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Hall High Context & Low Context Cultures

Posted by mjmedlock on November 14, 2011 in Intercultural management |

Hall added several important ideas to cross-cultural analysis. His first contribution was the idea that cultures could be put into broad categories that he called high context and low context cultures.

His is idea was that people show different characteristic styles of communication and relationship building depending on whether they grew up in a high or low context cultures. He defined a high context culture as one in which the cultural environment plays a strong role in creating and interpreting communications. In low context cultures the environment is less important and communications tend to be more explicit. The examples below will help to clarify the differences between high and low context cultures.

Characteristics of High Context Cultures

Relationships tend to be based on a deeper personal involvement between the parties and are on the whole longer lasting.

Communication tends to be indirect with the parties making use of shared cultural code to convey meaning. This can make communication faster and more economical. High context cultures often see a person’s ability to understand meaning without over-explanation as a sign of intelligence. Conversely, over-explanation may be seen as insulting or belittling as it implies that the other party lacks intelligence. This can lead to friction when high context and low context cultures communicate.

Non-verbal communication such as gestures and non-language sounds carry meaning that can help clarify the communicator’s intent. This signals often mean little to those from low context cultures.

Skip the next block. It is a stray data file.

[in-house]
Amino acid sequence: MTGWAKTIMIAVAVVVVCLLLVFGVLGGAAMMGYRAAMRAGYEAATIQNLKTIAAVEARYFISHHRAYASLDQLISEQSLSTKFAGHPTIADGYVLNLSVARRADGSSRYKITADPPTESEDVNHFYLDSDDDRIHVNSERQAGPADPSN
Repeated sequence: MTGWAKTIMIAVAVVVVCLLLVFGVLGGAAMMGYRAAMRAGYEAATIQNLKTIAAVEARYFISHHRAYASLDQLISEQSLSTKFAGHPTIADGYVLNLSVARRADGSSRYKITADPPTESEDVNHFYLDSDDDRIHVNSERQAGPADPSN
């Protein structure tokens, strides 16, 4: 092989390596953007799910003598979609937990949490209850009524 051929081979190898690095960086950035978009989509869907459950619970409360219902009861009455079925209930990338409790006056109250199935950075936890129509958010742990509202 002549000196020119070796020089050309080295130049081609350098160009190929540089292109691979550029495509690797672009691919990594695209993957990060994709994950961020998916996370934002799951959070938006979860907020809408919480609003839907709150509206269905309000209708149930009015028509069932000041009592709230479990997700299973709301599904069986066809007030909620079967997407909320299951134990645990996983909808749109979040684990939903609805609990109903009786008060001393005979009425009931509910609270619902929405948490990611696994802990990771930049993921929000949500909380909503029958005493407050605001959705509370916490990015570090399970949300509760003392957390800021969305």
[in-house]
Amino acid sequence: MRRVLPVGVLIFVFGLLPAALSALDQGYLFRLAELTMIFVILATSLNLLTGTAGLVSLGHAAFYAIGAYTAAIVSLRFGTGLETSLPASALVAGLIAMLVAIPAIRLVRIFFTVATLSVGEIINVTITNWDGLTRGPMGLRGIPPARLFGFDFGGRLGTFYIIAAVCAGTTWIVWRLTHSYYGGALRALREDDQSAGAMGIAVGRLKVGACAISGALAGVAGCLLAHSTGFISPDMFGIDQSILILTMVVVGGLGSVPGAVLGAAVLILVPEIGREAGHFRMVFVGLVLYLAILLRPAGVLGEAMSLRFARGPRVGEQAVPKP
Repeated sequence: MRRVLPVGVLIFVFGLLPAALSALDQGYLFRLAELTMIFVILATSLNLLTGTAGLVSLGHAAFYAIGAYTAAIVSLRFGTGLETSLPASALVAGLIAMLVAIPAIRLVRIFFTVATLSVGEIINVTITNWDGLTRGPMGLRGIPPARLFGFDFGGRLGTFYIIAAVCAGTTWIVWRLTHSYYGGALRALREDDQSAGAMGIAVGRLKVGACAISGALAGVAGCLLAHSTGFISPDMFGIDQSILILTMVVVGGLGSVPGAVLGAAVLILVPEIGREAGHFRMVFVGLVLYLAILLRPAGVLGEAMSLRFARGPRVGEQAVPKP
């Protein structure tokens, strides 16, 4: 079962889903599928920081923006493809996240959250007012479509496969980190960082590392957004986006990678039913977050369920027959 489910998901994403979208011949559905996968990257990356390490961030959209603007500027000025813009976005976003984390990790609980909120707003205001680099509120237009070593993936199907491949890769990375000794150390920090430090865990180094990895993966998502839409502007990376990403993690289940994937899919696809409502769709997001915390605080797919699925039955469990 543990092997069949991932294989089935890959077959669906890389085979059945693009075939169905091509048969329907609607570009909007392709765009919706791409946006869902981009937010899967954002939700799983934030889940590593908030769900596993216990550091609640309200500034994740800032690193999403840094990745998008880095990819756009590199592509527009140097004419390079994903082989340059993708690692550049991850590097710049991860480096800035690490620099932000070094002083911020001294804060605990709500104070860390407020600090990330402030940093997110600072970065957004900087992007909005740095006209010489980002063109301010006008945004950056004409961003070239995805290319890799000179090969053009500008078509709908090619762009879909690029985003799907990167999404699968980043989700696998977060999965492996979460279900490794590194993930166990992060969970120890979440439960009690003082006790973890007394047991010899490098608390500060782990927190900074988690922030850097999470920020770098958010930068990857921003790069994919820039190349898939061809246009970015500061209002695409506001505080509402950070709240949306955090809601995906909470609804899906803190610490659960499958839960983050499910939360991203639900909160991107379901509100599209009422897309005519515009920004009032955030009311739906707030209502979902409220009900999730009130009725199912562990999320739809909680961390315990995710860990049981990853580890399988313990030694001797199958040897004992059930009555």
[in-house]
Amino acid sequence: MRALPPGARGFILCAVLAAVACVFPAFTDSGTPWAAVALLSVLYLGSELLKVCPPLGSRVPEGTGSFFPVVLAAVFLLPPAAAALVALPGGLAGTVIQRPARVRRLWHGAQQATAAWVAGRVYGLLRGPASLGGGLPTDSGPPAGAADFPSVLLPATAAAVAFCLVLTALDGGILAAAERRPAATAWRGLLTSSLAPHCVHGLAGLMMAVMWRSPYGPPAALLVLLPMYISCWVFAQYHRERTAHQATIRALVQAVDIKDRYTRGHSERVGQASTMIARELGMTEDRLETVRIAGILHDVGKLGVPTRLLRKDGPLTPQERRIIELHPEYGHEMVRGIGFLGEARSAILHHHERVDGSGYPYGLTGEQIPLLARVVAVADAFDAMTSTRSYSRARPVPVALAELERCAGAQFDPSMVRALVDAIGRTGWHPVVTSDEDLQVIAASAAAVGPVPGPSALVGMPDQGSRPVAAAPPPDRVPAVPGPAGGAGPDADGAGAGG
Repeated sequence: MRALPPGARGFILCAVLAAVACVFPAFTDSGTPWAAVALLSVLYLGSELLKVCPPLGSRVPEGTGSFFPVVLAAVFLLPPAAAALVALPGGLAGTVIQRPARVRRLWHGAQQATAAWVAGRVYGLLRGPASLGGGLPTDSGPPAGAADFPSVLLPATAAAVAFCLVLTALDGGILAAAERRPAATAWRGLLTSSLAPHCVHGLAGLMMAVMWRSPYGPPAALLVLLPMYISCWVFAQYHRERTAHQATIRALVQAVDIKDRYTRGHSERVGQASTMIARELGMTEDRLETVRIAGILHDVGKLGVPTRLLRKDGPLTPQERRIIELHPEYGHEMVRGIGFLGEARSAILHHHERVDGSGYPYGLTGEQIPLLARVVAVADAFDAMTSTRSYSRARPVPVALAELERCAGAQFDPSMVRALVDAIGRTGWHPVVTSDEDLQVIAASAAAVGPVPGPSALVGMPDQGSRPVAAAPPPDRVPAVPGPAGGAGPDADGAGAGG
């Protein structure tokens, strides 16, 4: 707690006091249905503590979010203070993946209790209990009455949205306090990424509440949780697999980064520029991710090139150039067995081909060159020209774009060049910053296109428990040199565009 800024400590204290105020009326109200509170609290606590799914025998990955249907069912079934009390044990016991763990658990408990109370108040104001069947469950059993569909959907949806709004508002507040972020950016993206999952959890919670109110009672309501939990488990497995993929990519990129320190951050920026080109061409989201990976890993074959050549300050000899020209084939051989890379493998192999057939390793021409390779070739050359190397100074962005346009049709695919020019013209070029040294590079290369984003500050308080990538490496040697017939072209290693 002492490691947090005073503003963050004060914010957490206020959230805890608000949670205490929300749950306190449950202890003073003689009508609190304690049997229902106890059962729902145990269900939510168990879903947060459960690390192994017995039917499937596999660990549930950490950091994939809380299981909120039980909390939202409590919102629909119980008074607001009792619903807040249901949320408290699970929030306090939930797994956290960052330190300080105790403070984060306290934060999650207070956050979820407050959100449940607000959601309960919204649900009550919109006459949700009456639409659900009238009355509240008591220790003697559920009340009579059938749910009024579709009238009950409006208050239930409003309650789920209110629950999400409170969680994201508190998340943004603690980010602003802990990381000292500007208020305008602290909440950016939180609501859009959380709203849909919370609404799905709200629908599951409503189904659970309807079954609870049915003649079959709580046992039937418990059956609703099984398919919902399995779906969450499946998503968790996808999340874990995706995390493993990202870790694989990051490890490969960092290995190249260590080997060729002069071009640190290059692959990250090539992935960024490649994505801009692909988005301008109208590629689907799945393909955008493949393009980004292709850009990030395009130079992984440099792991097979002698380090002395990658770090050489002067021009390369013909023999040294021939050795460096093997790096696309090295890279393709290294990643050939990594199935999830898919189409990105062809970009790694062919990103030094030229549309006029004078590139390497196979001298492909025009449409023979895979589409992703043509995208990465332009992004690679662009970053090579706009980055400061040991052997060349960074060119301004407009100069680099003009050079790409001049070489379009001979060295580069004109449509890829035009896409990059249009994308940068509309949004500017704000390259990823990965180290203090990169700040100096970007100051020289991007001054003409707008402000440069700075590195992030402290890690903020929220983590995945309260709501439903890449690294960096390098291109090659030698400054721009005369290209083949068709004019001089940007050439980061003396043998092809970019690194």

There tends to be a high degree of reciprocal loyalty between superior and subordinate. Superiors often feel, and are seen to be, personally responsible for the actions of the subordinate.

High context cultures often prefer spoken agreements over written ones. Written agreements are often seen as a guide or an ideal to which the parties are travelling towards.

There tends to be a strong insider outsider culture. This may be difficult for foreigners, the ultimate outsiders, to break into.

High context cultures are often slow to change with the cultural patterns being deeply embedded into all aspects of life.

Characteristics of Low Context Cultures

Relationships in low context cultures tend not to have such personal involvement as in high context cultures. Relationships are often briefer.

Communication tends to be much more explicit. The communicator tends not to rely on inference to convey meaning. Often people from low context cultures fail to understand or even acknowledge non-verbal communication.

There is a preference for written agreements over spoken ones. These tend to be seen carrying legal weight and are only open for renegotiation in very special circumstances.

There is much less emphasis on insider-outsider groups.

High context cultures are open change and able to change much more rapidly.

 Why are Hall’s Ideas on Context Relevant to International Managers?

International managers can benefit from an understanding of the concept of high and low context cultures in three main areas.

Firstly, in the field of managing overseas or foreign staff. An understanding of the concept can help a manager to better understand how to communicate with their staff and how the relationship between her and her subordinates.

Secondly, when negotiating with overseas counterparts she will benefit from understanding their communication style preferences and how they like to frame and implement agreements.

Thirdly, an understanding of Hall’s work will help her realize the importance of tailoring marketing communications to the preferences of the local culture.

 Other Important Contributions

Hall made other important contributions to the field of cross-cultural research. He introduced the idea that cultures view time in different ways. This was an important influence on other researchers, most notably Hofstede and Trompenars & Hampden-Turner. He also explored the idea of space in a concept he dubbed proxemics.

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